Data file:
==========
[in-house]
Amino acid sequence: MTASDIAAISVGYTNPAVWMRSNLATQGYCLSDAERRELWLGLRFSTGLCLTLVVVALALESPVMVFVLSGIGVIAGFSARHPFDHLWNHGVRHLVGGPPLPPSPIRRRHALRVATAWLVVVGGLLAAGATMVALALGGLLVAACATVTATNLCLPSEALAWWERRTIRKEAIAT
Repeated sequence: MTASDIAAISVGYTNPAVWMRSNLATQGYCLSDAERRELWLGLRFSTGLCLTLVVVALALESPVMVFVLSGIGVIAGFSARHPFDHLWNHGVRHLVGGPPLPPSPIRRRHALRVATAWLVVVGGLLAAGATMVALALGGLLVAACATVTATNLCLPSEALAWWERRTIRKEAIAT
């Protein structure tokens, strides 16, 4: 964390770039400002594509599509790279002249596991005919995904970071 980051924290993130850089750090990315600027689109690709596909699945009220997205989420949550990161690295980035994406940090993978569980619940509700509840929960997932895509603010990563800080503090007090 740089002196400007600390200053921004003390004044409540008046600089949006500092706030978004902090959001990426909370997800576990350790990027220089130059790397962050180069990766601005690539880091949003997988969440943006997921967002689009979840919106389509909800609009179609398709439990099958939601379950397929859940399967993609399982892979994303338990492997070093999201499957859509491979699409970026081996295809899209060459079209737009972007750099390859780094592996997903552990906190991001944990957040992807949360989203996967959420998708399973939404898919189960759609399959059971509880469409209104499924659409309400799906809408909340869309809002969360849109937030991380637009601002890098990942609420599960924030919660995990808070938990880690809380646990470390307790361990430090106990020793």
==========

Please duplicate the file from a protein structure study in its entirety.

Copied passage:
[in-house]
Amino acid sequence: MTASDIAAISVGYTNPAVWMRSNLATQGYCLSDAERRELWLGLRFSTGLCLTLVVVALALESPVMVFVLSGIGVIAGFSARHPFDHLWNHGVRHLVGGPPLPPSPIRRRHALRVATAWLVVVGGLLAAGATMVALALGGLLVAACATVTATNLCLPSEALAWWERRTIRKEAIAT
Repeated sequence: MTASDIAAISVGYTNPAVWMRSNLATQGYCLSDAERRELWLGLRFSTGLCLTLVVVALALESPVMVFVLSGIGVIAGFSARHPFDHLWNHGVRHLVGGPPLPPSPIRRRHALRVATAWLVVVGGLLAAGATMVALALGGLLVAACATVTATNLCLPSEALAWWERRTIRKEAIAT
């Protein structure tokens, strides 16, 4: 964390770039400002594509599509790279002249596991005919995904970071 980051924290993130850089750090990315600027689109690709596909699945009220997205989420949550990161690295980035994406940090993978569980619940509700509840929960997932895509603010990563800080503090007090 740089002196400007600390200053921004003390004044409540008046600089949006500092706030978004902090959001990426909370997800576990350790990027220089130059790397962050180069990766601005690539880091949003997988969440943006997921967002689009979840919106389509909800609009179609398709439990099958939601379950397929859940399967993609399982892979994303338990492997070093999201499957859509491979699409970026081996295809899209060459079209737009972007750099390859780094592996997903552990906190991001944990957040992807949360989203996967959420998708399973939404898919189960759609399959059971509880469409209104499924659409309400799906809408909340869309809002969360849109937030991380637009601002890098990942609420599960924030919660995990808070938990880690809380646990470390307790361990430090106990020793």